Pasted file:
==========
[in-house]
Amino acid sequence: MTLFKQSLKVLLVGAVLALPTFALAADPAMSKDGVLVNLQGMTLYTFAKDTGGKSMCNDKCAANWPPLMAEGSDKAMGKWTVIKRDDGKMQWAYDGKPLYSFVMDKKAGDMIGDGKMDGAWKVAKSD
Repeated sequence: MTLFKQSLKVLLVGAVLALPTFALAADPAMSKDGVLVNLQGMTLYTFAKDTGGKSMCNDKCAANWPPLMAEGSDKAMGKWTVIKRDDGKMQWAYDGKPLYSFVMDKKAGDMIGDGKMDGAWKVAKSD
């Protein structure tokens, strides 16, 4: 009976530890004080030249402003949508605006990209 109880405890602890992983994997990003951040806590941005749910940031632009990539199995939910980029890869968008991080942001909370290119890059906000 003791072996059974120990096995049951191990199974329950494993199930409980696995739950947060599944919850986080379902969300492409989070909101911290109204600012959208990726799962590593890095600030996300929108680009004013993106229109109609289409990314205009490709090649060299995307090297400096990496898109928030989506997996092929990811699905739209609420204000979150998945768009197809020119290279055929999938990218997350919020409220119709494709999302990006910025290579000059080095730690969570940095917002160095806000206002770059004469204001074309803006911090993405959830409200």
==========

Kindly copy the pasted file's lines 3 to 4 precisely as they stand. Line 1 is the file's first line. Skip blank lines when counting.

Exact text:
Repeated sequence: MTLFKQSLKVLLVGAVLALPTFALAADPAMSKDGVLVNLQGMTLYTFAKDTGGKSMCNDKCAANWPPLMAEGSDKAMGKWTVIKRDDGKMQWAYDGKPLYSFVMDKKAGDMIGDGKMDGAWKVAKSD
């Protein structure tokens, strides 16, 4: 009976530890004080030249402003949508605006990209 109880405890602890992983994997990003951040806590941005749910940031632009990539199995939910980029890869968008991080942001909370290119890059906000 003791072996059974120990096995049951191990199974329950494993199930409980696995739950947060599944919850986080379902969300492409989070909101911290109204600012959208990726799962590593890095600030996300929108680009004013993106229109109609289409990314205009490709090649060299995307090297400096990496898109928030989506997996092929990811699905739209609420204000979150998945768009197809020119290279055929999938990218997350919020409220119709494709999302990006910025290579000059080095730690969570940095917002160095806000206002770059004469204001074309803006911090993405959830409200």